18. Comparative genomic hybridization analysis shows different epidemiology of chromosomal and plasmid-borne cpe-carrying Clostridium perfringens type A.

    Directory of Open Access Journals (Sweden)

    Päivi Lahti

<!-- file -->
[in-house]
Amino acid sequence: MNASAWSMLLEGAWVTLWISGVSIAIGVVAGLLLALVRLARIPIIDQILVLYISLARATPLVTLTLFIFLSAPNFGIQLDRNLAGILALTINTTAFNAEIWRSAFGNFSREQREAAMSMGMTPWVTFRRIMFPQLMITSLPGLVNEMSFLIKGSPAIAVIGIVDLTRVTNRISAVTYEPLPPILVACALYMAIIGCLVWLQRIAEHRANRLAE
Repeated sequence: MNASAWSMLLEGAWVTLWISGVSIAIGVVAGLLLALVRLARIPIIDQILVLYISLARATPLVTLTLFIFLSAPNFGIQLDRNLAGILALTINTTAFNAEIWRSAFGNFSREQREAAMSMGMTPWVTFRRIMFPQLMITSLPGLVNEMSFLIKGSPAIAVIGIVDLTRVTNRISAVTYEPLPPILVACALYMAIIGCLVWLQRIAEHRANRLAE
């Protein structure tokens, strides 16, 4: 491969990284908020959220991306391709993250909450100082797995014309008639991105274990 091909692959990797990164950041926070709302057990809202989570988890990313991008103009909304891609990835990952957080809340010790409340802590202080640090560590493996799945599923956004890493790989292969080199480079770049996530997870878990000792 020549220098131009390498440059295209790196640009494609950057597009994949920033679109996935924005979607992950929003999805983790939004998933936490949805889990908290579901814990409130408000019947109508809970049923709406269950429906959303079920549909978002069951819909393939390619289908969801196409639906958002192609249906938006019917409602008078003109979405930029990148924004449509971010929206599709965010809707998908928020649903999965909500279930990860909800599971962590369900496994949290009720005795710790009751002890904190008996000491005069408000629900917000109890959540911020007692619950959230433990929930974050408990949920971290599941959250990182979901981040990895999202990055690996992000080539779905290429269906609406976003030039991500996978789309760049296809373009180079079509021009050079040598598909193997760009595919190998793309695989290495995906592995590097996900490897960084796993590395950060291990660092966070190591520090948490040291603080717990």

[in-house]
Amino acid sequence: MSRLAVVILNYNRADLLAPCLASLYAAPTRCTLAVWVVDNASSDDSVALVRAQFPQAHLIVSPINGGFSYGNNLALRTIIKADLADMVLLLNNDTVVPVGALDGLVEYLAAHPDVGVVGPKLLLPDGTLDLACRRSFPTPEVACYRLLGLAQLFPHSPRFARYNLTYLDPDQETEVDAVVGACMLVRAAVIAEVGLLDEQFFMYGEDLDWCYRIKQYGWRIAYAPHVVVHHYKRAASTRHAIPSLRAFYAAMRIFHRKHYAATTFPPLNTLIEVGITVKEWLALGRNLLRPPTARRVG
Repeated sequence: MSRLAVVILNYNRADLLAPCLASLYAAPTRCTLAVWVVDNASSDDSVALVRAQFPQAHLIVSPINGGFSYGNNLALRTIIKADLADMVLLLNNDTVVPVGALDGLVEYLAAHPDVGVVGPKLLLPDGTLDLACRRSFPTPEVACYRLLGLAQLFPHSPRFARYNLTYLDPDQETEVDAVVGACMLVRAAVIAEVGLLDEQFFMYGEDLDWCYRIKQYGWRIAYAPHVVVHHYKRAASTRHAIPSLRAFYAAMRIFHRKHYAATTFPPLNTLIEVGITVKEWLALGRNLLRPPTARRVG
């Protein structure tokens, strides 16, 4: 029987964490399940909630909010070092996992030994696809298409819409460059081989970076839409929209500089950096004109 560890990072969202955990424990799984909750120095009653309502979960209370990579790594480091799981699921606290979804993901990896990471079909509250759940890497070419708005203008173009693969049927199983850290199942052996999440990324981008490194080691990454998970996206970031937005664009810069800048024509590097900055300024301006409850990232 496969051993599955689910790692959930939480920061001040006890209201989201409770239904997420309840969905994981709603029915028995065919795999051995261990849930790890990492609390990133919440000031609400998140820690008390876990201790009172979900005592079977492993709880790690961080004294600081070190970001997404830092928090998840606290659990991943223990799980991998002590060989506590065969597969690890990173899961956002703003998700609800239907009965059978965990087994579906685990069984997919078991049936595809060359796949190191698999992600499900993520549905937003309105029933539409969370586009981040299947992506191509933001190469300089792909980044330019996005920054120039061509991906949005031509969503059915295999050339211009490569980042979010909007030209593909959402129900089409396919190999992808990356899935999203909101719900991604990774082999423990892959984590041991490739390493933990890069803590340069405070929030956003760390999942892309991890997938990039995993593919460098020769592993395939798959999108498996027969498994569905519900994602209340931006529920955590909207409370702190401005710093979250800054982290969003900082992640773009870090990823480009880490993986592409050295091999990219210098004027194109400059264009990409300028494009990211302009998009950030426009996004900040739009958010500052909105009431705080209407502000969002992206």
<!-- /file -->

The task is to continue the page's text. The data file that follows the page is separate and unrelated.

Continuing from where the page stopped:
Full Text Available Clostridium perfringens, one of the most common causes of food poisonings, can carry the enterotoxin gene, cpe, in its chromosome or on a plasmid. C. perfringens food poisonings are more frequently caused by the chromosomal cpe-carrying strains, while the plasmid-borne cpe-positive genotypes are more commonly found in the human feces and environmental samples. Different tolerance to food processing conditions by the plasmid-borne and chromosomal cpe-carrying strains has been reported, but the reservoirs and contamination routes of enterotoxin-producing C. perfringens remain unknown. A comparative genomic hybridization (CGH analysis with a DNA microarray based on three C. perfringens type A genomes was conducted to shed light on the epidemiology of C. perfringens food poisonings caused by plasmid-borne and chromosomal cpe-carrying strains by comparing chromosomal and plasmid-borne cpe-positive and cpe-negative C. perfringens isolates from human, animal, environmental, and food samples. The chromosomal and plasmid-borne cpe-positive C. perfringens genotypes formed two distinct clusters. Variable genes were involved with myo-inositol, ethanolamine and cellobiose metabolism, suggesting a new epidemiological model for C. perfringens food poisonings. The CGH results were complemented with growth studies, which demonstrated different myo-inositol, ethanolamine, and cellobiose metabolism between the chromosomal and plasmid-borne cpe-carrying strains. These findings support a ubiquitous occurrence of the plasmid-borne cpe-positive strains and their adaptation to the mammalian intestine, whereas the chromosomal cpe-positive strains appear to have a narrow niche in environments containing degrading plant material. Thus the epidemiology of the food poisonings caused by two populations appears different, the plasmid-borne cpe-positive strains probably contaminating foods via humans and the chromosomal strains being connected to plant material.